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A “Motion” is so called because the party is seeking to “move the Court” in the direction of granting an order. It is “persuasive writing”, and typically will include not only a request for the [temporary] relief sought, but will be accompanied by a sworn affidavit from a personal with actual knowledge of the facts, upon which the Court may rest its decision.  Typically, the moving party (also called the “movant”) will attach exhibits and further evidence in support to the moving papers.  A motion can be made for almost any imaginably  relevant request for interim relief (that’s why “motion practice” can be tricky and complicated). Any request made to the Court or regarding the proceedings is made by motion; so, a motion to continue the hearing (adjourn to another date), a motion for temporary orders, a motion to be relieved as counsel, a motion to grant attorney fees –virtually anything– OTHER THAN THE ULTIMATE QUESTION  reserved for judgment, can (and must) be requested of the Court by “motion”.

A further civil procedure note here: service of motions must be in keeping with the statutory time to serve upon opposing party before a hearing date–typically ten days–in order to allow the respondent to file and serve a written response, if they so choose.  All motions must be filed, calendared for hearing before the Court and served on all parties.  Proof of service of the moving papers must be filed with the court. All motions will be heard before the Court, with both sides present and given an opportunity to address the issues, for and against, before a decision will be rendered by the Court. A last note here: Motion practice is used in both civil and criminal proceedings, but of course, criminal case motions follow the rules of criminal procedure not covered in this discussion.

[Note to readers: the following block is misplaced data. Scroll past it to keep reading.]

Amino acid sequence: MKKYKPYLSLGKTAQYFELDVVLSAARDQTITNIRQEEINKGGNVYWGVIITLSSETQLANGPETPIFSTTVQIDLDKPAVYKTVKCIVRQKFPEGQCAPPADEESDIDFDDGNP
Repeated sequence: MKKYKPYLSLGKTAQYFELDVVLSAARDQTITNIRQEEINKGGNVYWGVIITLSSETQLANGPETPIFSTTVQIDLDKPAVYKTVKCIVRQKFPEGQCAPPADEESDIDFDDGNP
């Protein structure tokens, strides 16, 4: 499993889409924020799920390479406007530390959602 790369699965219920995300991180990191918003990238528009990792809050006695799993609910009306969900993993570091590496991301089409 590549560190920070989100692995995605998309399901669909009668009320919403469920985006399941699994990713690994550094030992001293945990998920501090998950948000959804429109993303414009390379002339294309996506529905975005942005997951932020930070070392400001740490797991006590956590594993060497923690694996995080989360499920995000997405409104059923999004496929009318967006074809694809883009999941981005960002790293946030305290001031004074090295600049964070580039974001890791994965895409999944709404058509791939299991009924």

Decisions on motions are usually of a temporary or interim nature; they may be modified, vacated or over ruled in the Final Decision and Judgment of the Court. However, decisions and orders on motion may also be incorporated into the final judgment–and they often are!

To answer your question specifically, the “Motion For” on the motion form is followed by:   whatever you want from the court, e.g. Motion to Continue the hearing, or motion to waive appearance, a motion for temporary custody…you get the picture. In the scenario presented in your fact pattern, you would file a Complaint for Modification [of Custody/Visitation], then file a Motion for Temporary Orders [to change the visitation schedule], and “such other and further relief as the Court deems appropriate”.

While I know there is a  trend in the courts to encourage self representation, and the courts have tried to streamline and simplify procedures, Family Court matters are serious, and should not be undertaken by inexperienced pro se litigants, anymore than a layperson should try to build their own house.  Consult with attorneys (plural) and retain counsel to structure your position in a light most favorable to the court and to help you navigate through these complex procedures and rules of court.

Respectfully submitted,

Estela Matta, Esq.